The Russian lower house has approved in the first reading a set of amendments to the Law on Government that bans foreign bank accounts and securities for top state officials.
443 deputies voted in favor of the bill with the required minimum to change the law on the government being two thirds of all present Lower House MPs, which makes 226 votes.
The bill was submitted to the parliament by President Putin last week and also last week it was approved by the State Duma anti-corruption committee.
The bill covers all officials that assume state positions in the Russian Federation, the Prosecutor General and his deputies, the Central Bank board, top regional officials and key executives of state-owned corporations, funds and other organizations that have their managers appointed by the president, the government or the prosecutor general.
These officials are prohibited from owning bank accounts in foreign banks and also securities and shares issued by foreign companies.
It should be noted that the State Duma is currently preparing for the second reading of a similar draft submitted by a joint group of MPs that introduces much tougher regulations.
The Duma draft bans all foreign assets, including real estate and bonds issued by foreign governments, to a much wider group of civil servants that includes, for example, all military servicemen and customs officers.
However, both the MPs and analysts expect the Duma and the Presidential drafts to be merged in one package and rewritten in line of Putin’s softer recommendations.
Populist opposition party LDPR on Friday suggested what they called a “zero option” – to legalize everything purchased or transferred abroad before January 1, 2014, and to ban all transactions that happen after this date. The Duma did not support this initiative.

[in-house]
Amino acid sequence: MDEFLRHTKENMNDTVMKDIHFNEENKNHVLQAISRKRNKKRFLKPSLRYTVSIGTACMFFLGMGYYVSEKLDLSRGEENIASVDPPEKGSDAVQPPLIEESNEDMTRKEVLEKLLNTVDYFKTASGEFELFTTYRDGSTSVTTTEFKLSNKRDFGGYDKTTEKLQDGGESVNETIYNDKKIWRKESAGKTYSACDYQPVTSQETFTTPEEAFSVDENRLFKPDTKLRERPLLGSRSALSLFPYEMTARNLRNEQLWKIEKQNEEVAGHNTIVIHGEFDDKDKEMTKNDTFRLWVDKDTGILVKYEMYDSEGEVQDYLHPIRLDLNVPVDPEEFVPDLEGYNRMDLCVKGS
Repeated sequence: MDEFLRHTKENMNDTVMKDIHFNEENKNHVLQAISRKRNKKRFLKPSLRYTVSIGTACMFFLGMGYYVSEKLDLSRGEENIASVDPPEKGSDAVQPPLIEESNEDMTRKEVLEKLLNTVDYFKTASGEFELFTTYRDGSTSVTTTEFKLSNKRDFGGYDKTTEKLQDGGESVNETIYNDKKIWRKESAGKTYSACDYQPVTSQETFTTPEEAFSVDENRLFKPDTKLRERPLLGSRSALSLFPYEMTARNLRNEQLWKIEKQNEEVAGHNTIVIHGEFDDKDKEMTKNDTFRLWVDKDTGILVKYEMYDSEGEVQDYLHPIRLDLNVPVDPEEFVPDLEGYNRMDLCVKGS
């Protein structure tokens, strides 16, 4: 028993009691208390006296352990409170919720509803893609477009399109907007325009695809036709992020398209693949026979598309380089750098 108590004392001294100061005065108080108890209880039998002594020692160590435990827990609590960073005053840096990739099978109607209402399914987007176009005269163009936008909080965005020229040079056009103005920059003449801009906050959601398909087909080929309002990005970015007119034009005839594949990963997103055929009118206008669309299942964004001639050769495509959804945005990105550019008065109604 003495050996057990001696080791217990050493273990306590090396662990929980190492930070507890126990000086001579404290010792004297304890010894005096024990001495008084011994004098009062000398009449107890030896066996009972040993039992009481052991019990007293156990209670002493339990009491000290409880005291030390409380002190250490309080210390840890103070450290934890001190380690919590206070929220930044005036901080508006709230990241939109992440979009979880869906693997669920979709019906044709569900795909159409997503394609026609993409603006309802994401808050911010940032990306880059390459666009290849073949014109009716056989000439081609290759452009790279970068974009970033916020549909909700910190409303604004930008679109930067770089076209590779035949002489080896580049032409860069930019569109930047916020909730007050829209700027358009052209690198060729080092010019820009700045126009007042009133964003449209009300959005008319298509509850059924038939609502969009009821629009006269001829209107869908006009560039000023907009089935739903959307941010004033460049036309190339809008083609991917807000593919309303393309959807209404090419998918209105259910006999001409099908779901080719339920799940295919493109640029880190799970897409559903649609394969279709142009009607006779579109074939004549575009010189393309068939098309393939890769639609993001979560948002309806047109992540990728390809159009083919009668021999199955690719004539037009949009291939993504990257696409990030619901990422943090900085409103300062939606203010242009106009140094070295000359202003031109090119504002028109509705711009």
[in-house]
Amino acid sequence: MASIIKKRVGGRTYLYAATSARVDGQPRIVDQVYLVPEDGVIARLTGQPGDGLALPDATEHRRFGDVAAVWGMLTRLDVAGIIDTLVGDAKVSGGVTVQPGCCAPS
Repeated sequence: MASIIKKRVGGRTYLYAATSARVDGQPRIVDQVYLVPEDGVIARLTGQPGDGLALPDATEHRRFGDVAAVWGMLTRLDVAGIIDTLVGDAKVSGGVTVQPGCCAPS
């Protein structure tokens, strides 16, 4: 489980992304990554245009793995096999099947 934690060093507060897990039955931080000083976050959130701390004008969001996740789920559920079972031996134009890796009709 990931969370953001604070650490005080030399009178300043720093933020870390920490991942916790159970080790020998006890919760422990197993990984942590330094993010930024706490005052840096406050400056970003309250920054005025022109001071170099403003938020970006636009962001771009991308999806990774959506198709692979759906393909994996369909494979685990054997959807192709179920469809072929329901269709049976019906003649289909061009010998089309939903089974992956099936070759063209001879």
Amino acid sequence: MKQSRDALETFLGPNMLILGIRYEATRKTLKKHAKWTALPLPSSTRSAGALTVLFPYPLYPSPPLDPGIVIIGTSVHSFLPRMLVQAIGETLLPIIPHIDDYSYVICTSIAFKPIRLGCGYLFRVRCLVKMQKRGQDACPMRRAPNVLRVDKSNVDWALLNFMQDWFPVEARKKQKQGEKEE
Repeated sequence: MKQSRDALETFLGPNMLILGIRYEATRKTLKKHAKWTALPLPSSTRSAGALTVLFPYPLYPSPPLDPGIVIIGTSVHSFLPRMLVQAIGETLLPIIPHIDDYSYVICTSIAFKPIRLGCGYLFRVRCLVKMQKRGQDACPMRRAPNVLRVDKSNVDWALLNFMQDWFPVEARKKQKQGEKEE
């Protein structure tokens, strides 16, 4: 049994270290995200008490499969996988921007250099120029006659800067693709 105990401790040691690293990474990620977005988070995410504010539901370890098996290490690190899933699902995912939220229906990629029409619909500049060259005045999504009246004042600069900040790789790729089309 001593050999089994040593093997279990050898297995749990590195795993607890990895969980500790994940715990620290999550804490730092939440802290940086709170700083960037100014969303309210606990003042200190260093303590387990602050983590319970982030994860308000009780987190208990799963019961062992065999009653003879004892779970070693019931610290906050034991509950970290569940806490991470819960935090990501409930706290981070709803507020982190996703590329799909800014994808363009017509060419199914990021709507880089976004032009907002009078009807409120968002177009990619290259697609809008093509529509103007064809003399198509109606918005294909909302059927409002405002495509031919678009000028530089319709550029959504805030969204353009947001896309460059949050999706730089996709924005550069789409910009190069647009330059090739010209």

The Lower House is expected to approve fully the bill on foreign assets ban for officials before the end of March.
Russia’s Public Opinion Foundation on Thursday released the results of their research that showed almost unanimous popular support for the foreign property ban for officials.
The level of support of each of the bill’s provisions ranged from 85 to 89 per cent (even though 26 per cent of those polled only learned about the initiative from the questionnaire).
Russian political experts say that such a level of support means the ban on foreign assets and the general course of fighting corruption would boost the authorities’ approval ratings.
The move to ‘nationalize the elite’ is obviously enjoying broad public support, says political scientist and United Russia MP Vyacheslav Nikonov.
The arguments of the bills’ sponsors are very much in line with the voter expectations as the vast majority of Russians possess no foreign property and do not understand why it should be different for those who professionally represent their interests, Nikonov added, according to Vzglyad online daily.
Another United Russia MP, head of the Political Science Department of the Russian Economic University, Vladimir Burmatov, said that the poll showed that the community had an absolute consensus on the issue and approved of the general line to orient those in state bodies towards national interests.
“Today, Vladimir Putin and United Russia are the political force capable of formulating both comprehensive suggestions and a comprehensive reply to this public demand,” Burmatov said in comments published on the United Russia website.
Political analyst and member of the Russian Public Chamber Sergey Markov expects the new bill to significantly decrease the social tensions in the country as the anti-corruption program is one of those rare topics that unites the authorities and the opposition.
“This is a unique case when the opinions of very different groups of population match completely, the supporters of the authorities and the opposition alike. If there is a consolidated position of all social groups, this means that the question is not simply ripe, it is over-ripe,” Markov was quoted as saying by ITAR-TASS.
Vice-President of the Center for Strategic Communications Dmitry Abzalov noted that the move was promoting not simply the nationalization of the authorities, but also the ousting of businessmen from state structures. This is an important part of the general anti-corruption line, which he called “one of the trends of the current political season.”
The head of the State Duma Committee for Security and Countering Corruption also welcomed the broad public support of the initiative and called it proof that most Russians were interested in raising the level of protection of the country’s national interests.